Getting a Mortgage Loan - Understanding Your Creditworthiness
- The Basic Terms: Payment Schedules, Interest Rates and Fees.
- Credit Criteria: Credit Scores, Credit History, and Income Criteria
- House Value and LTV: Down-payment and Equity
Your mortgage lender will evaluate you based on your willingness to pay (your credit history) and your ability to pay (your income and debt). Mortgage lenders follow very complicated underwriting guidelines, to determine whether you qualify for a loan or not.
Some of the more common underwriting guidelines are written by the big companies and government institutions that buy or guarantee loans, such as Fannie Mae, Freddie Mac and HUD. However, big banks and mortgage lenders have their own rules and often apply stricter rules, called overlays.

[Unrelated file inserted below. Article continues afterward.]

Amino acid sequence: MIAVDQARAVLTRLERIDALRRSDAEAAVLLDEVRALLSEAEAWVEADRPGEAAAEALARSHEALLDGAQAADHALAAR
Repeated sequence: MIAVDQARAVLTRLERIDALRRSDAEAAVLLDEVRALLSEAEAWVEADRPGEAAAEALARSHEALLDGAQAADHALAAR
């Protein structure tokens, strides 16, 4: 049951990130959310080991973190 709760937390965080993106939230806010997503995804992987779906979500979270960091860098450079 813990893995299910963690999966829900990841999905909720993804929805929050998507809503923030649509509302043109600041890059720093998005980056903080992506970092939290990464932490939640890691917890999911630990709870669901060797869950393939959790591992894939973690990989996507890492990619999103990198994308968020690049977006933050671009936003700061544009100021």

Tip: The mortgage market is facing big changes in 2013 as the Consumer Financial Protection Bureau issues new rules. Read the Bills.com article about an important new rule, the Qualified Mortgage Rule (and the Ability to Repay Rule).
Although it is impossible to know all the rules, it is important that you understand the basic terms that deal with taking a mortgage and your creditworthiness. You're probably aware that your credit score is very important when applying for a loan. The most common credit scores are your FICO (Fair Isaac Company) scores. But, a mortgage lender looks at a whole range of credit issues, not just your FICO scores, to determine if you qualify for a loan.
Your lender reviews your overall credit to determine how risky it is to offer you a loan. Your lender examine things your: